Magazine article Monthly Review

Palestinian Geography and the Peace Process: A Cartographic Addendum

Magazine article Monthly Review

Palestinian Geography and the Peace Process: A Cartographic Addendum

Article excerpt

These maps add a graphic dimension that will help readers understand just what has, and has not, gone on in the Middle East peace process. In the years since the Oslo process began in 1993, Israel has claimed to adhere to a "land for peace" principle, asserting, in effect, that in return for secure national borders it would relinquish control over the West Bank and the Gaza Strip. Implicit was the idea that in those territories a Palestinian state would be established.

The existence of the territories dates back to a 1947 United Nations mandated partition of Palestine into two national entities, one Jewish and one Arab. Neither side accepted that division but, following Israel's war against its Arab neighbors in 1948, a military cease-fire divided Palestine among the Jewish state and Jordan and Egypt; the latter two administering, respectively, what became known as the West Bank and the Gaza Strip. Many Palestinians who, before 1948, lived in what became Israel, were driven out during the war and by Israel's seizure of land and commercial and residential property. They, and the indigenous Palestinian Arab population, now stateless, were confined to these territories, often in hideous refugee camps. (It was in these camps that the modem Palestinian national movements were born.) A further series of wars between Israel and its neighbors culminated in the 1967 seizure and occupation of the West Bank and the Gaza Strip. Those territories are shaded on Map 1.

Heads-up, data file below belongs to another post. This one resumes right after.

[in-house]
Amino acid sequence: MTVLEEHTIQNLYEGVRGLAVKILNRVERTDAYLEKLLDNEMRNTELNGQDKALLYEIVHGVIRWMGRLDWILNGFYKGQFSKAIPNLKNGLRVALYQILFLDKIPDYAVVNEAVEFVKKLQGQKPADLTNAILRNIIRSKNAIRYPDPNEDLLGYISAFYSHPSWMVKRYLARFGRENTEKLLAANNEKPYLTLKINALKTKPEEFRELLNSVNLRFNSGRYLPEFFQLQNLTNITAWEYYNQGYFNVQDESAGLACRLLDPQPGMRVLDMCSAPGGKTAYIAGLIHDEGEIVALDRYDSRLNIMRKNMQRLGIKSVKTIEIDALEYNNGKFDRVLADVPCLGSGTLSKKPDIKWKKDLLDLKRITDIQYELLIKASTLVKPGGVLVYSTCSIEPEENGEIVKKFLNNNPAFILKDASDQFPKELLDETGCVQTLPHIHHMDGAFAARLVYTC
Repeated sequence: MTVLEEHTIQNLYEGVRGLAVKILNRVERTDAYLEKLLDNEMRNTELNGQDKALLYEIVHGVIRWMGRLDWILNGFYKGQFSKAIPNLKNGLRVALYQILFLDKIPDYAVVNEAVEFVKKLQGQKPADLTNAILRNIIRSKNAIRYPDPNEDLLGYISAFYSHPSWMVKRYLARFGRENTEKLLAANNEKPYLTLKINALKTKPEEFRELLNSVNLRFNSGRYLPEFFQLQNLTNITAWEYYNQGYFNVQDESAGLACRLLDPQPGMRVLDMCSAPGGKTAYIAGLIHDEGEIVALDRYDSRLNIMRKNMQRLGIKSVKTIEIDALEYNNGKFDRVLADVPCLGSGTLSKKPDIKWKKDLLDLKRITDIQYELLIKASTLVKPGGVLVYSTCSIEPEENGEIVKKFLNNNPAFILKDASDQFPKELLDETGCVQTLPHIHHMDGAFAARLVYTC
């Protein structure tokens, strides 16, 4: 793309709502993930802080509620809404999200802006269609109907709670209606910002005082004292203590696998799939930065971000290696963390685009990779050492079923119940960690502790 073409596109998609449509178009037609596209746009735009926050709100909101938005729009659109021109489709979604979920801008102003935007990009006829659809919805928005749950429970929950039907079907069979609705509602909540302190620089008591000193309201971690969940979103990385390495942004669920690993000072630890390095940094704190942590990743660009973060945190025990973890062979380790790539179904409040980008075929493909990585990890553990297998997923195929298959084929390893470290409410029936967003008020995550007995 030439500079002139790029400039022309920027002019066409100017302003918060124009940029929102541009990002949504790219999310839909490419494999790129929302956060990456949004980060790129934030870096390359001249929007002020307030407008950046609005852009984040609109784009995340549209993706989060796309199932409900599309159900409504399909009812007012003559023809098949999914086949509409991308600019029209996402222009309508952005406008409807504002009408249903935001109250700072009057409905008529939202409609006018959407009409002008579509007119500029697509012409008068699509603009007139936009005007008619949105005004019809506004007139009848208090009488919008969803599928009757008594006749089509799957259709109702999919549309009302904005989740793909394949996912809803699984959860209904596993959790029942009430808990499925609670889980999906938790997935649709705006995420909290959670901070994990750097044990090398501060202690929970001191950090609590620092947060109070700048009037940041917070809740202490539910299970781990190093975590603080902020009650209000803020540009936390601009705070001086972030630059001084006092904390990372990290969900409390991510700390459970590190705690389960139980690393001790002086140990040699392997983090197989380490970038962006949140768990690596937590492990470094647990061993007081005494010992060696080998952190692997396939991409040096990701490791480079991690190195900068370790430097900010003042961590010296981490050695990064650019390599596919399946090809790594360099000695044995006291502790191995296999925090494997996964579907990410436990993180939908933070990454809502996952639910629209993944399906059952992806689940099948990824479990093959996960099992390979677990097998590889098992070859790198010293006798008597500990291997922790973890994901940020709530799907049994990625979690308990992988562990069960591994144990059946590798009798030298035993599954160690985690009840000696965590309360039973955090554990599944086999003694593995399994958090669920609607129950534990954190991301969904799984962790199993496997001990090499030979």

In 1993, following years of Palestinian uprising (the Intifada), peace negotiations began with the Palestinian side agreeing to accept the 1967 borders. The newly formed Palestinian Authority was given a kind of "sovereignty" over a number of towns and began to function as a government. At best, the seven years of sporadic negotiations were rocky, and it was not until 2000 that so-called Final Status talks began. Meanwhile, with the acquiescence of a succession of Israeli governments, both Likud and Labor, and often with their encouragement, support, and direct participation, many settlements were being built, mainly by Orthodox Jews who believed they were occupying the legendary ancient Jewish dominions of Judea and Samaria. This aggressive approach to settling Jews, in what are supposed to be Palestinian districts, was intended to create a new political reality. According to the Washington-based Foundation for Middle East Peace (FMEP), using data supplied by Israel's Central Bureau of Statistics, by 2000, a pproximately 200,000 Jews have settled in the West Bank and the Gaza Strip, 78 percent of whom were born in the U.S. or Europe. Public and private Israeli housing starts in the occupied territories are running at twice the per capita national rate: an average of 2,500 per year for the five most recent years for which data are available. The settler population of the Palestinian territories has doubled since 1993!

But the settlements never were an accidental consequence of a movement of the religious right. Civilian Israeli settlement throughout the occupied territories has been policy since the Six-Day War in 1967. The late Moshe Dayan, military commander in that war and the chief architect of the settlement policy said that their construction was essential "not because [settlements] can ensure security better than the army, but because without them we cannot keep the army in those territories. Without them the IDF [Israel's army] would be a foreign army ruling a foreign population, rather than one defending its citizens in their homeland."

This was a central assumption of Israeli policy as the Oslo process began. It is clear that peace process or not, the settlers, and both Likud and Labor governments, believe they are there to stay.

As the growth of the settlements accelerated, Ehud Barak, then Israeli Prime Minister, confronting the "new reality" revised his understanding of Oslo and demanded territory occupied by sixty-nine settlements where 85 percent of the settlers live, about 10 percent of the West Bank, shown in black on Map 2. …

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